The rise of human trafficking

Social media helps lure in more victims

Comal Independent School District teachers watched human trafficking videos are part of their training.

Texas Attorney General

Comal Independent School District teachers watched human trafficking videos are part of their training.

Joey Clark, Copy Editor

“Don’t talk to strangers.” 

It’s a phrase drilled into the minds of children as soon as they can walk. In elementary school, 6-year-olds learn not to hop into lone, white vans and that candy from strangers in trench coats is best avoided. 

As the kids grow up, a variety of self-defense weapons stand at attention on the shelves of stores such as Academy and Walmart. By high school, most students can spot the sign in real life, but predators developed a new tactic that reaches teens easier through the “pocket-sized devices” they carry every day.

As the internet’s influence integrates further into social life, increasing online safety awareness combats against human trafficking by helping teens recognize red flags of predators. 

“Human trafficking is all about exploitation,” student support specialist Lisa McGinnis said. “People tend to think of it as immigrants in a truck when really it’s about exploitation with a purpose.”

According to the Attorney General of Texas’ website, human trafficking involving minors includes any of the two instances: using children for commercial sex by any means and for labor by force, fraud, or coercion. Despite a common misconception, the term encompasses both victims transported and stationary. The majority of trafficking cases, at their most basic level, take root through manipulation tactics.

Thirty-eight miles down the road from Spring Branch, the San Marcos Police Department, aided by state authorities, arrested seven men operating a sex trafficking scheme in Hays County. By posing as minors online, female officers baited the perpetrators into leading authorities to their operations.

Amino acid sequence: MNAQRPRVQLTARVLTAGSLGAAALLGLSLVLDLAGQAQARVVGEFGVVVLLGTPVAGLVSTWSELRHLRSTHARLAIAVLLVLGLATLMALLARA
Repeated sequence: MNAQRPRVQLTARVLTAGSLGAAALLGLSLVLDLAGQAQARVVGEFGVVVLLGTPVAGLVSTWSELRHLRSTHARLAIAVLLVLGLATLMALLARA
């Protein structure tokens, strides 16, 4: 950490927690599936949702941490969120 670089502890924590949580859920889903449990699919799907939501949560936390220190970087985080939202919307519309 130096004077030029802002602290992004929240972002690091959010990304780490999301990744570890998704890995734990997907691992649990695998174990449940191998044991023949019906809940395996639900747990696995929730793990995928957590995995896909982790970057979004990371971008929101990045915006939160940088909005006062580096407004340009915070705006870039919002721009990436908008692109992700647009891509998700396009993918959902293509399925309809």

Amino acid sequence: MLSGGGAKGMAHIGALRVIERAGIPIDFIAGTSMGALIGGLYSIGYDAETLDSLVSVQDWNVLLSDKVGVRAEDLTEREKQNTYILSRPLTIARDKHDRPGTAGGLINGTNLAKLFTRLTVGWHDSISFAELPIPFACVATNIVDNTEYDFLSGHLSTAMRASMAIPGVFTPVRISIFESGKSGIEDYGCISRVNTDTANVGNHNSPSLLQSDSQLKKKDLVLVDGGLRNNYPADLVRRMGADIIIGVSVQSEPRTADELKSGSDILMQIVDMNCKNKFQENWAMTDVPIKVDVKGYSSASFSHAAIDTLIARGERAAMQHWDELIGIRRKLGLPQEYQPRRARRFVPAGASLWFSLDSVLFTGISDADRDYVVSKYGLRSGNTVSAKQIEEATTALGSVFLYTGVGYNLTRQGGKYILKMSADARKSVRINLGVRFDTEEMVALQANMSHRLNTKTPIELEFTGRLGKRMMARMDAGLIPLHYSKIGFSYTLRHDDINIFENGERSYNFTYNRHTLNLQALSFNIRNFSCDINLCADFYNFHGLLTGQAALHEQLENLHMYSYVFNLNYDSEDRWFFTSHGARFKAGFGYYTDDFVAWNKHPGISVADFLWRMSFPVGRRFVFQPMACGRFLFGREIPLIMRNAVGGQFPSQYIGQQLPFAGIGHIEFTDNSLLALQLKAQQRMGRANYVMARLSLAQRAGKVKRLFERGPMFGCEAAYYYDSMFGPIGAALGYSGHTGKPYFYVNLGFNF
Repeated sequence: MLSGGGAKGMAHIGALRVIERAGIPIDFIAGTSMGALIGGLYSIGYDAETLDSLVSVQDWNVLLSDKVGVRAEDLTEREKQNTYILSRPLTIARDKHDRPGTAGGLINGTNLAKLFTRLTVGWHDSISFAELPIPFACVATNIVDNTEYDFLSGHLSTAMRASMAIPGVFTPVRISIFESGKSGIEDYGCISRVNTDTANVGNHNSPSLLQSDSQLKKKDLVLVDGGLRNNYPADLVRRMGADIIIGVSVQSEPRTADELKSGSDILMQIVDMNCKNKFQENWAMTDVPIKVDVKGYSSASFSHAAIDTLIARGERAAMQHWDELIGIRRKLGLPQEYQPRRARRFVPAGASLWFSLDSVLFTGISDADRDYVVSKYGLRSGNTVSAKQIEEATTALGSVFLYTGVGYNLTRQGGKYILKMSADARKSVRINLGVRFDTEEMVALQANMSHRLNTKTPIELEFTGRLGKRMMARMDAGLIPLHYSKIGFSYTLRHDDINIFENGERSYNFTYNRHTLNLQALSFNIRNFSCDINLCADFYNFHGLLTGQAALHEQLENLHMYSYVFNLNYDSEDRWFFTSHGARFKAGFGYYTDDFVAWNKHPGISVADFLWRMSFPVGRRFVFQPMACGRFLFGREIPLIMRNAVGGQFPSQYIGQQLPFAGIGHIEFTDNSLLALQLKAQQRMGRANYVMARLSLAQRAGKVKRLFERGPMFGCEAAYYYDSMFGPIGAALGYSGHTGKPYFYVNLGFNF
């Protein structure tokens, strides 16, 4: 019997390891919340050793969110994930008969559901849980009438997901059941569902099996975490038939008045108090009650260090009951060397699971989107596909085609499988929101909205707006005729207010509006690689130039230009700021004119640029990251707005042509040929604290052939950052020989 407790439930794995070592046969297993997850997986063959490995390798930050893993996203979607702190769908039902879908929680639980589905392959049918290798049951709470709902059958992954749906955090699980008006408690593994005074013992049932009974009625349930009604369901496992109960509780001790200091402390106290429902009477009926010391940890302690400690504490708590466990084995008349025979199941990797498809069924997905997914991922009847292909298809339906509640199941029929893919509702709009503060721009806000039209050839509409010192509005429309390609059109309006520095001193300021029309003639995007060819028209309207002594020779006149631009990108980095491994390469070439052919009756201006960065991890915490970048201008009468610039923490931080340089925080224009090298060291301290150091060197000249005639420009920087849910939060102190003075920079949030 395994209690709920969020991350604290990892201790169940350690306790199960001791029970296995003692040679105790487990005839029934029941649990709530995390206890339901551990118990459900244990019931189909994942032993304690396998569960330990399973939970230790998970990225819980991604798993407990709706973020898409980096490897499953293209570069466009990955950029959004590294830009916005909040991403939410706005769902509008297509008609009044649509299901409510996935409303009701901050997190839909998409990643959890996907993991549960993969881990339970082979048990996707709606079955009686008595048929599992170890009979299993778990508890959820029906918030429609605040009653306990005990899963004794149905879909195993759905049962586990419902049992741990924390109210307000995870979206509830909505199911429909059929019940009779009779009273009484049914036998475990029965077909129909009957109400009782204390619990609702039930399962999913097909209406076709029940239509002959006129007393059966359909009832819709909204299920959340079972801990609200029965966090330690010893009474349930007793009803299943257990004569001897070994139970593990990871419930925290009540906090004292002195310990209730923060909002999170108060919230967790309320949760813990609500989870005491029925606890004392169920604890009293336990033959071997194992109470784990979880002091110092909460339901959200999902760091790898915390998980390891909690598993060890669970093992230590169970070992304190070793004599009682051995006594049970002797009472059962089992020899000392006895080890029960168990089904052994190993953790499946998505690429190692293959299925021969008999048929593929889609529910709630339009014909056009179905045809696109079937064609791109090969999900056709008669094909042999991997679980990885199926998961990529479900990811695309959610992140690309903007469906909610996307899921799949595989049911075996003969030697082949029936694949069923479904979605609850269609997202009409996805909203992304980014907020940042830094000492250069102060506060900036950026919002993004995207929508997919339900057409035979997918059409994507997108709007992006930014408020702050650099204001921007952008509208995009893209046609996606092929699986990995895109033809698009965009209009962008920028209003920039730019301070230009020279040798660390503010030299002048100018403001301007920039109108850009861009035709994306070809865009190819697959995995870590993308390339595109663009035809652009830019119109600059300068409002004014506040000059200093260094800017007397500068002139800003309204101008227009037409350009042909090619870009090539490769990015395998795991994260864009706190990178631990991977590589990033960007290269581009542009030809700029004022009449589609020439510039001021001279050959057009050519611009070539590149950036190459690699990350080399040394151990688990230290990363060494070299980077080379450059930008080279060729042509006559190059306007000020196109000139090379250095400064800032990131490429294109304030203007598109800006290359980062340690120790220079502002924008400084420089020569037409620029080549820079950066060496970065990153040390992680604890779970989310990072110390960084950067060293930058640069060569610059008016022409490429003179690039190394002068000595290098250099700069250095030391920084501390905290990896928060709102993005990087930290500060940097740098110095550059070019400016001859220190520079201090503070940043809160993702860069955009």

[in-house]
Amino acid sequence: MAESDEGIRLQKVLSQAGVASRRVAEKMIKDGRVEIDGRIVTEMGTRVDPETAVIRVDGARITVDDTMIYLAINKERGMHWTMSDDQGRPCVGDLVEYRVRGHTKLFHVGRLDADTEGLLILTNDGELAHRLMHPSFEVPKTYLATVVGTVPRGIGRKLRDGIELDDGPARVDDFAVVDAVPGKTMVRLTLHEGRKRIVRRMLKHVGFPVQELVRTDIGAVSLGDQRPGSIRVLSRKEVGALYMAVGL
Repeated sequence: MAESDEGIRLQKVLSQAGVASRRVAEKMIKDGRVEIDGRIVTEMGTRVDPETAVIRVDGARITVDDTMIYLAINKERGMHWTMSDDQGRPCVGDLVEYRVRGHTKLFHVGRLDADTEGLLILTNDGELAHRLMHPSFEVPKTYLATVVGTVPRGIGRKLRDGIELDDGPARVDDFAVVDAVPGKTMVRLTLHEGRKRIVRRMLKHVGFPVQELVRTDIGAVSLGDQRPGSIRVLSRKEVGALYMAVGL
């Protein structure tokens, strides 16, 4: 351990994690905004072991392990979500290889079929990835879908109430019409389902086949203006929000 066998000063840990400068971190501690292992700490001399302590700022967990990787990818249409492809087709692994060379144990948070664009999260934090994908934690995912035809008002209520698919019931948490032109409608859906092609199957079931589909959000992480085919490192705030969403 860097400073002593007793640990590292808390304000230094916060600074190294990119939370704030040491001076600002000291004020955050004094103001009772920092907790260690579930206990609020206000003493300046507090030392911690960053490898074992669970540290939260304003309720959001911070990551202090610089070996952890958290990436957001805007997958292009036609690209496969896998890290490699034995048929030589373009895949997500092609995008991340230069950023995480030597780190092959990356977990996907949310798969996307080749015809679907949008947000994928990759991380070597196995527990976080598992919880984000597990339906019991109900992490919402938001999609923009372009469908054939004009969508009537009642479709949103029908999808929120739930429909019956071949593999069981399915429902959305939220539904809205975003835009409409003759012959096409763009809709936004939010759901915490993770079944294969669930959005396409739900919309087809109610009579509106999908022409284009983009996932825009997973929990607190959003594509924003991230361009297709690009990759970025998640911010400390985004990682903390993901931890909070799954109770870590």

“Social media has allowed predators to cast a wider net,” McGinnis said. “Sexual exploitation online is what we really miss and what we’re really concerned about.”

Gov. Greg Abbott created the Child Sex Trafficking team to help protect victims, recognize the signs of sexual exploitation, help victims recover and heal and bring justice to traffickers.

“Texas’ Child Sex Trafficking Team has implemented a number of statewide initiatives to help bring an end to the horrendous practice of child sexual exploitation,” Abbott states on the website, “but we still have much work to do.”

Socioeconomic factors such as poverty, substance abuse and nationality status all serve as vulnerability risks. Predators also might take advantage of mental health and low self-esteem as a way to get a foot in the door and gain trust.

“LGBT+ and teenagers, especially online, are particularly at risk,” McGinnis said, “any marginalized group  — anyone who feels like they can’t reach out.”

As social media increases its influence, lines blur between genuine connection and manipulation online. Without hearing someone’s voice and facial expressions, tones are harder to interpret, and red flags are easier to explain away. Dismissing an uncomfortable feeling is as simple as deleting a message, and sending an explicit picture is easier than arriving at a prearranged meeting place. 

Predators seek out the loose threads and insecurities of teenagers to use as leverage. Typical red flags include asking for pictures and personal information, particularly location and home life situations. Predators play on emotions of guilt and shame by asking to exchange explicit photos and then threatening to leak them out if victims don’t continue to supply more. From there, teenagers become hooked and fear exposure too much to report their abusers.

“It starts with ‘send a pic of your face,’ ‘send a pic of your smile,’ and it just spirals from there,” McGinnis said. “It’s not going to start with the big questions.”

Accountability and awareness serve as strategies to prevent situations from spiraling. A trusted adult or older confidant provides a voice of reason removed from the situation to support victims and help designate what to do. Over the summer, Comal Independent School District teachers watched educational videos and presentation on how to identify instances of abuse and report suspected cases in the classroom.

“Our job as adults is to be aware of what our kids are doing online,” McGinnis said. “Parents should know it could happen to anyone, even if they’re smart, even if they’re savvy.”

Those who suspect themselves or someone they know to be potential victims of human trafficking can call the National Human Trafficking Hotline at 1-888-373-7888 or text “Help” or “Info” to 233722. 

“Trust your gut,” McGinnis said. “If something feels off and odd, it probably is.”